When the City of Sharpsburg was offered a donation of the property on the site of the old Sharpsburg gym and school grounds, Mayor Dorothy Clemons and other city officials consulted with the Kentucky Department for Environmental Protection’s Brownfield Redevelopment Program for assistance in determining the proper steps to take to accept the gift and request funding to revitalize the site. Realizing the benefits of redeveloping this property to create a much-needed community center, the city wanted to be sure the correct procedures were followed to detect any environmental contamination of the historic area, which would need to be cleaned before any construction began. Staff from the Brownfield Redevelopment Program performed a Phase I Environmental Site Assessment to establish what the existing conditions were and provide liability protection for the City of Sharpsburg. Staff also identified potential funding sources to assist with the redevelopment.
Established in 1814, Sharpsburg is a community in Bath County, Kentucky, with a population in the city limits of about 400. In 1910, Sharpsburg School was built to be a fireproof replacement for several one-room school buildings in the area. In 1936, a grant from the Works Progress Administration was used to construct a gym for the school. The architectural style, distinctive and long-lasting, is called WPA Architecture or WPA Rustic Architecture. This style emphasized the use of native materials and was widely used on gymnasiums, amphitheaters and lodges.
In 2002, when the school building deteriorated to the point of being unsafe, it was demolished. The gym, with its 18-inch thick stone masonry walls and metal structure, later was used as a junkyard and farm implements store. Finally, the gym’s roof and all organic materials decomposed and littered the former crawl space of the building, becoming a community eyesore.
Area residents realized the need for a community center, with meeting spaces, a library, classroom and exercise space, and worked to overcome the financial hurdles to make that happen on the site of the old gym. Friends of the Sharpsburg Community Center sold engraved bricks for $100 to raise funds. With assistance from the Gateway Area Development District Funding Administration, the city applied for grants several times, ultimately receiving funding from the USDA Rural Development’s Community Facility Grant and Loan Program, Appalachian Regional Commission and Ky. Department for Local Government’s Block Grant Program.
There were a lot of ups and downs during the clean up and building process, says Clemons. The city was given 30 days to raise $40,000 to prove it was serious about the project before an architect could be hired. The Friends of the Sharpsburg Community Center raised $45,000. Then the city went through the bidding process three times, having the project listed by line items until the bids were in a range the city could afford.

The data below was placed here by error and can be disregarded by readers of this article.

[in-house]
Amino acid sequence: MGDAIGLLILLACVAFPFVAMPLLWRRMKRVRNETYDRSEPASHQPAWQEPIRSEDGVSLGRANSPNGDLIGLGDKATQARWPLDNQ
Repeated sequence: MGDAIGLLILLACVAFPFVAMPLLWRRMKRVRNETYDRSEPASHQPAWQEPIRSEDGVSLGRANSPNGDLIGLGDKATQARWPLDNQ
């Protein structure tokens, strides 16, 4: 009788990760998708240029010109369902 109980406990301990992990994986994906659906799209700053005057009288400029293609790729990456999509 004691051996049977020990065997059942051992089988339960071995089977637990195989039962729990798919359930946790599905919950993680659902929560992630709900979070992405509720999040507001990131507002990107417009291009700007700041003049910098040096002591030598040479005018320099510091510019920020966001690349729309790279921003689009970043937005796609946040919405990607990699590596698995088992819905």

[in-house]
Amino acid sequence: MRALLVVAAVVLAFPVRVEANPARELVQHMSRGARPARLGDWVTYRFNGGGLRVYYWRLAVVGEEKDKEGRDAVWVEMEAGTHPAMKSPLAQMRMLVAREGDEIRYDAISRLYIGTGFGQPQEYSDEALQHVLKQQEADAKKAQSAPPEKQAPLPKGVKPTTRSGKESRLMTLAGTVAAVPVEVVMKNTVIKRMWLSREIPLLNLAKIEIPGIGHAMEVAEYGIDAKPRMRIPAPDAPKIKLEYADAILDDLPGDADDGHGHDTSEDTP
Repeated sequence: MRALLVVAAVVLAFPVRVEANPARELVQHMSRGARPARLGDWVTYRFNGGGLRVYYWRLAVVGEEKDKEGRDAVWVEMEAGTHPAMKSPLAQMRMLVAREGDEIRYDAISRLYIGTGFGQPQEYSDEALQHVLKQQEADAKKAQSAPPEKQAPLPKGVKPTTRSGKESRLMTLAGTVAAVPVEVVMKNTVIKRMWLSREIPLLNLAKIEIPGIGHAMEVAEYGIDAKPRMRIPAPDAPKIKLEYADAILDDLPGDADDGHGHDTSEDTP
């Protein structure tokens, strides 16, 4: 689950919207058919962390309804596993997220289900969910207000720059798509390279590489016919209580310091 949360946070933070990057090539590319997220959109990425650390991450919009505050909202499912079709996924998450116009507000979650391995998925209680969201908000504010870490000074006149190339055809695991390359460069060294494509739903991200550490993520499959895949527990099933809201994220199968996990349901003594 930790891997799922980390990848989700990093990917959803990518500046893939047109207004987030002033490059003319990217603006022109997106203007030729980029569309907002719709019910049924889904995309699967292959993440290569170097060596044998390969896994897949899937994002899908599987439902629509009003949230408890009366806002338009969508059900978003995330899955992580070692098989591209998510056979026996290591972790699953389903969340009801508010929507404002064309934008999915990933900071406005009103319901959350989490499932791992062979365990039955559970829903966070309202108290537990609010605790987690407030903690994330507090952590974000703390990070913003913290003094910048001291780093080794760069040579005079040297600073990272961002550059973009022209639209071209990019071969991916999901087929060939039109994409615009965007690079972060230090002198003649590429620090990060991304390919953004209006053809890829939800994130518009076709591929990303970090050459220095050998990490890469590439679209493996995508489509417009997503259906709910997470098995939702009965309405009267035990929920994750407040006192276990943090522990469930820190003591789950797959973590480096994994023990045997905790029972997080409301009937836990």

“For anyone thinking about doing a project such as this, look at the big picture,” Clemons advises. “What do you want? What can you live without? Have your finances stable and in order before the project kicks off because you will end up having to dip into your funds. Also, never give up!”
Due to the length of time it took from the initial stages to completion, there were some citizens who felt the project would never become a reality, but it did! With persistence, Sharpsburg’s community center was completed, making everyone proud. The city partnered with Maysville Technical College and the Bath County Extension Agency to use the classroom for educational workshops and classes. Area residents keep the new facility, which also has a kitchen, busy. The center is available to rent for wedding receptions, family reunions, birthday parties and other events.
A branch of the Bath County Memorial Library in the building, open on Mondays, Wednesdays and Saturdays, has received a lot of use. Since the Owingsville library is nine miles away, the Sharpsburg branch is more convenient for area residents.
Mayor Clemons said the city is grateful for the assistance she and everyone involved in the project received from the staff of the Kentucky Brownfield Redevelopment Program in following the correct procedures to limit the city’s liability regarding the brownfield site.
Kentucky offers a number of incentives to encourage the redevelopment of abandoned properties that may have environmental issues. Be smart! Take advantage of the resources that are available and involve the Kentucky Brownfield Redevelopment Program early in the process. Assistance is confidential and can make the difference between a successful project and a failure.
To read more about the clean up and transformation of this property, go to Sharpsburg Community Center. If you are interested in brownfield revitalization and brownfield grants, contact the Kentucky Brownfield Redevelopment Program at 800-926-8111 or email@example.com. To read about other brownfield sites that have been cleaned and put back into productive reuse, go to http://dca.ky.gov/Pages/ResourceDocuments.aspx under DCA Case Studies: Brownfields.